OTTAWA – Mounties won’t be wearing tiny video cameras – at least for now.
The RCMP says it is postponing the deployment of body-worn cameras after testing revealed technical problems, including limited battery life and lack of durability.
Rolling out the cameras would mean purchasing thousands of units for over 750 detachments.
The national police force says that means it must have confidence in the technology and ensure the expenditure is justified.
Body-worn cameras generally clip on a uniform, or can be embedded in glasses or a helmet. They are used to gather evidence for prosecution should criminal behaviour be recorded and to bolster accountability if questions arise after an incident.
Several violent confrontations between police officers and civilians across North America have generated intense controversy and public debate in recent years.
The small video cameras are intended to openly capture an “accurate, unbiased and reliable” audio and video account of incidents from the officer’s perspective, the RCMP said in an interim summary on use of the devices, made public earlier this year.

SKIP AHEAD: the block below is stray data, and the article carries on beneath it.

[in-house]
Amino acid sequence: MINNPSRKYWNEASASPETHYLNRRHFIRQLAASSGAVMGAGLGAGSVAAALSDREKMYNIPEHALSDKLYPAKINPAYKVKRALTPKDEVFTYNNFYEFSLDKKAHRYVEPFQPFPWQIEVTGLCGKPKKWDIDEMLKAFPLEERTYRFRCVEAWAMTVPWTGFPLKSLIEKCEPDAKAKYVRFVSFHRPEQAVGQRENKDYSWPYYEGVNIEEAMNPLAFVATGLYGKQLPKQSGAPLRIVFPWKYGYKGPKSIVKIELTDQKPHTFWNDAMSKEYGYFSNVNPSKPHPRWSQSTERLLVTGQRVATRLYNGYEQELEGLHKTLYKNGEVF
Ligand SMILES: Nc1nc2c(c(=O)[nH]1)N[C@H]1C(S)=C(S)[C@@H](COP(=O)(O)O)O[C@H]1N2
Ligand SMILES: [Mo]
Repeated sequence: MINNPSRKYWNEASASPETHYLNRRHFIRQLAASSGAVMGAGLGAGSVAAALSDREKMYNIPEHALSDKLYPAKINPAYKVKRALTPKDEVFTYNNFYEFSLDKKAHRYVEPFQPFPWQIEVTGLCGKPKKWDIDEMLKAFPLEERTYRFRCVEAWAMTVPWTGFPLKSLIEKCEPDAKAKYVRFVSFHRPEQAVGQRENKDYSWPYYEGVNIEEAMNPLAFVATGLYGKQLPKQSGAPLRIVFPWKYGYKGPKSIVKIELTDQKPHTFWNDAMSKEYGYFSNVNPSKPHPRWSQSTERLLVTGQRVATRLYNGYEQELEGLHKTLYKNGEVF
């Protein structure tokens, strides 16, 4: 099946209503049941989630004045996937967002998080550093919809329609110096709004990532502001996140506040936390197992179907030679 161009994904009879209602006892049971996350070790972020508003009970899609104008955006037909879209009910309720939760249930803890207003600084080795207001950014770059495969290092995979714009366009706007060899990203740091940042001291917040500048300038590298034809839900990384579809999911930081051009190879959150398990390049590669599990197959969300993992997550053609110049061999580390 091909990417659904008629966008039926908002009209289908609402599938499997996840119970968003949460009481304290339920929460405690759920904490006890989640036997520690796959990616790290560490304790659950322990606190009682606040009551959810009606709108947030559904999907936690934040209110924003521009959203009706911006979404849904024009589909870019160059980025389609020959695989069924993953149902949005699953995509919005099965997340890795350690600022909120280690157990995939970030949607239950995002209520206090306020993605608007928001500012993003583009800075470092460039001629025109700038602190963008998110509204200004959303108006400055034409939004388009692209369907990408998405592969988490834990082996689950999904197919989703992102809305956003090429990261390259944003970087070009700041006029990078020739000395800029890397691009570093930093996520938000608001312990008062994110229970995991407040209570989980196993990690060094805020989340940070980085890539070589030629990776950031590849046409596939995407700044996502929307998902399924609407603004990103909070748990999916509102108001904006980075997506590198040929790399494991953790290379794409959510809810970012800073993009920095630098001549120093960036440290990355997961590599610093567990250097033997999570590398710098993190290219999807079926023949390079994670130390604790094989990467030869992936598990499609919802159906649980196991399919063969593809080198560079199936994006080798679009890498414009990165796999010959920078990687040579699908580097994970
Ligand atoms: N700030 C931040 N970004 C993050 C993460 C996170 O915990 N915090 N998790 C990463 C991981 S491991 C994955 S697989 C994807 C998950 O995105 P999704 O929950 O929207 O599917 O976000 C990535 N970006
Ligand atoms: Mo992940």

The Mounties began exploring body-worn cameras – including privacy, legal and recording storage issues – three years ago.
RCMP detachments in Wood Buffalo, Alta., and Windsor and Indian Head, N.S., took part in tests last year. In addition, the Mounties have used the cameras at protests in New Brunswick and in Burnaby, B.C.
Evaluations were also carried out at the RCMP training facility in Regina, involving scenarios ranging from everyday interactions to use of lethal force.
In a statement Wednesday, RCMP deputy commissioner Kevin Brosseau said the RCMP would continue to buy and test new models in operational settings and to support rapid deployment as requested by divisional operations, “with the goal of eventually identifying a camera that meets our specific needs.”
The interim RCMP policy said Mounties wearing cameras must hit the record button when there is “a high likelihood” they’ll use force against someone. It said the force had taken steps to address privacy risks by:
• Telling the public when officers are wearing the cameras;
• Informing RCMP members of video policy and best practices;
• Ensuring that recordings are uploaded for secure storage, retained and routinely purged;
• Providing citizens with copies of recordings through the Access to Information and Privacy acts.
The RCMP has told the federal privacy commissioner another assessment of the technology would be undertaken and provided to the watchdog for comment in advance of any national roll-out of the cameras.